Tuesday, December 1, 2009

Mail Time- RIMM Strangle

Hi Tyler,

Looking at RIMM what strangle play would you consider the most. I do believe it will either have a great gain or go down big time over the next year. Any opinions would be appreciated.

Thanks, Adam

Before I delve directly into RIMM, let's recap the strangle strategy to make sure we're all on the same page. The strangle involves the simultaneous purchase of an OTM call and OTM put with the same expiration month. It is essentially a bi-directional, long volatility strategy which profits from either a large move up or down in the underlying stock or an increase in implied volatility. Consequently, I would only consider purchasing strangles if I believe one of the following two things (or both).

1. The underlying stock is poised for a large move in either direction
2. Options are relatively cheap (implied volatility is low)

Personally I'm not a huge fan of buying straddles or strangles except in rare circumstances. Now, on to the question at hand- Strangles on RIMM. Based on the question, we already know that Adam believes the stock is poised for a large move so that takes care of criteria number one. What about implied volatility? Are RIMM options cheap or expensive right now?
[Source: Livevol Pro]

Current implied volatility is at 55% with 20 day HV at 46% and 10 day HV at 23%. So I wouldn't say that options are cheap at this point by any means. In hindsight the ideal time to enter the straddle would have been around October 20th, when IV was around 34%. RIMM has earnings on December 17th, so we're seeing a rise in volatility and will probably continue to see it elevated in anticipation of the event. Bottom line- criteria number two probably isn't met at this point, in my opinion.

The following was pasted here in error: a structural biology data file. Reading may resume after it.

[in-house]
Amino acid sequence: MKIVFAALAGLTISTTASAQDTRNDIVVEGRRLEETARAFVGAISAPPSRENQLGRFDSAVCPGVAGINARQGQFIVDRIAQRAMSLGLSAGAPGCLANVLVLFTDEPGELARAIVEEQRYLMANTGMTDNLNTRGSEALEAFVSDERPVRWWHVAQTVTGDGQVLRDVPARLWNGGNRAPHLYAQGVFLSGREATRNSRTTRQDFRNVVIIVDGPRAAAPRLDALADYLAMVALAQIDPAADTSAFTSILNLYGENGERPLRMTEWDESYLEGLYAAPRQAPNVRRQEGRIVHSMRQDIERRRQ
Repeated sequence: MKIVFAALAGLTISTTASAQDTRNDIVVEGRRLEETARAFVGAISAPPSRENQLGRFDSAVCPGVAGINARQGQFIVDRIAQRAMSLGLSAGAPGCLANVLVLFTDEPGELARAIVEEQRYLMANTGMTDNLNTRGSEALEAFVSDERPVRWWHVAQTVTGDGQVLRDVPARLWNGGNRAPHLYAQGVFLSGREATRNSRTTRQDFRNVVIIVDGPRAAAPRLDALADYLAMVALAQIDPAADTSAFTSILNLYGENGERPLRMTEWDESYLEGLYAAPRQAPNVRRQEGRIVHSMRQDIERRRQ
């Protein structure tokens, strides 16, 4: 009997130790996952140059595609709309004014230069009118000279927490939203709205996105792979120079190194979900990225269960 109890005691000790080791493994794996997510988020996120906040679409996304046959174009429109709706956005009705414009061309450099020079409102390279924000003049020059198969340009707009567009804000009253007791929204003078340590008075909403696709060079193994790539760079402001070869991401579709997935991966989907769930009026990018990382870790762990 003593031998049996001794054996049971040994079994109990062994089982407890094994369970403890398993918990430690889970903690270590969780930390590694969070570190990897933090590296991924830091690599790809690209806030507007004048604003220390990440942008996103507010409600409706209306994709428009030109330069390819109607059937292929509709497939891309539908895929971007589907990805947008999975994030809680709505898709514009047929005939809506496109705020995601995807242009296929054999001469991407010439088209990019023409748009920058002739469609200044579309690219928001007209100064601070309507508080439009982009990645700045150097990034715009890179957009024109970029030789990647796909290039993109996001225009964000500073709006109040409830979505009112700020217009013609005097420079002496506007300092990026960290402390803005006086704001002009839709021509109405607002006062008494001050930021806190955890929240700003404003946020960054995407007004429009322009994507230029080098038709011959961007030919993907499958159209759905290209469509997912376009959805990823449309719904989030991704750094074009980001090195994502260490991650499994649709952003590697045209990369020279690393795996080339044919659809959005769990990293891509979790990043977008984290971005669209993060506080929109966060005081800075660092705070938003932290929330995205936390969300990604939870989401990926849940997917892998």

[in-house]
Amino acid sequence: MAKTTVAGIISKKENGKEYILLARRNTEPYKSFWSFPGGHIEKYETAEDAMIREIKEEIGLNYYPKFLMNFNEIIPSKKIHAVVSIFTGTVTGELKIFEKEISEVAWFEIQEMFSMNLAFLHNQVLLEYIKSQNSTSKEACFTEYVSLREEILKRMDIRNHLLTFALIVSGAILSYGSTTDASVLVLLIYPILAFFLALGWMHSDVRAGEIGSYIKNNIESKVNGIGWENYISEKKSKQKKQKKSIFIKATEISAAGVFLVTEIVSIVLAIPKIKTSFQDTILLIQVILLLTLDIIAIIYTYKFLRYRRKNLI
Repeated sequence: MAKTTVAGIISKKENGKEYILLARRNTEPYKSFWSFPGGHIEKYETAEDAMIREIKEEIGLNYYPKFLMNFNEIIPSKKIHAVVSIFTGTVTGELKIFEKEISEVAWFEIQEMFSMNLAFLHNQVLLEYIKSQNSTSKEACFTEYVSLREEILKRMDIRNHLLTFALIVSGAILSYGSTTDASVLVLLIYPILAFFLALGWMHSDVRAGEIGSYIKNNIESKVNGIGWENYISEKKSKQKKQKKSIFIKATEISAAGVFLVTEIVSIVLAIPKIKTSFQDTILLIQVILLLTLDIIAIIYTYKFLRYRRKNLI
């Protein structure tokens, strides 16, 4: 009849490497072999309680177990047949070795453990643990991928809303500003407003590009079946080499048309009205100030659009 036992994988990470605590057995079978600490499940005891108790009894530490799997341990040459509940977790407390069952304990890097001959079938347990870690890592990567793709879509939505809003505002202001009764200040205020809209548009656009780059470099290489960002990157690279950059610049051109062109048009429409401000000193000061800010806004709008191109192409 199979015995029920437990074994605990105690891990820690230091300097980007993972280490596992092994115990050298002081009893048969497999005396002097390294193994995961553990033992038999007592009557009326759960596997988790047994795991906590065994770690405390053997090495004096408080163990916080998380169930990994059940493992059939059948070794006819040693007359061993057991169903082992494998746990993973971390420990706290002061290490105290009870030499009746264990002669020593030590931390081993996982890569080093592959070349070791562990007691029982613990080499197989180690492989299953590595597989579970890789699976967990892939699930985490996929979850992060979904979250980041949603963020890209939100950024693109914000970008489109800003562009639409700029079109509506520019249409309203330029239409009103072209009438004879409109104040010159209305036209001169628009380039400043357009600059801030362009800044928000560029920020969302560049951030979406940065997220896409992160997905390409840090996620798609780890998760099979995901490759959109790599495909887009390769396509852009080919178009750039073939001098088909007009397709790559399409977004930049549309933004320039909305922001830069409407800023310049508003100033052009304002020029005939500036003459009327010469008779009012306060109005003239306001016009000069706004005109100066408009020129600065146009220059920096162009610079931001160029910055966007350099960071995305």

In placing the strangle we have two primary considerations: which month and strike price? Choosing strikes is probably the easier of the two questions for me. I'd keep it simple and buy one strike out of the money either way(65 call, 55 put). In the question the opinion was that RIMM will move big over the next year. One of the big issues that arises with placing a one year strangle is cost. With RIMM trading at $60, the Jan 2011 55-65 strangle is trading around $20 or roughly 1/3 the price of the stock. That's an expensive pill to swallow. If you wanted to cheapen it up you could opt to buy less time. Which month you end up choosing is a matter of personal preference. It's tough to make the case that one month is "better" than another as there are trade offs to buying longer vs. shorter term options.

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Tim Justice said...

Great post Tyler! One of the most important criteria when deciding on a straddle or strangle trade is IV and you've explained that very well...

Have a great day!

Tyler Craig said...

True that Tim, Thanks.

Adam said...

Thanks Tyler! You explained everything very well.

Tyler Craig said...

no problem Adam. Thanks for the question-

Mark Wolfinger said...

This is not a strategy to be encouraged. We are in agreement on this.

If someone wants to buy near-term options when anticipating a huge move SOON, that's one thing. But buying long-term options when IV is not CHEAP is just a bad idea.

Sure you can win on occasion, but it's just not a play with any reasonable expectation of earning a profit: strangles are expensive.

Tyler Craig said...

Great points Mark. There is certainly a lot of wind in the face of strangle buyers. It's hard enough to make them profitable when you're fortunate to buy in at low volatility levels, let alone buying after vol has ramped up. That and the long term options make the cost downright expensive.

Better plays out there to be made...


Really great way to look at the markets moves.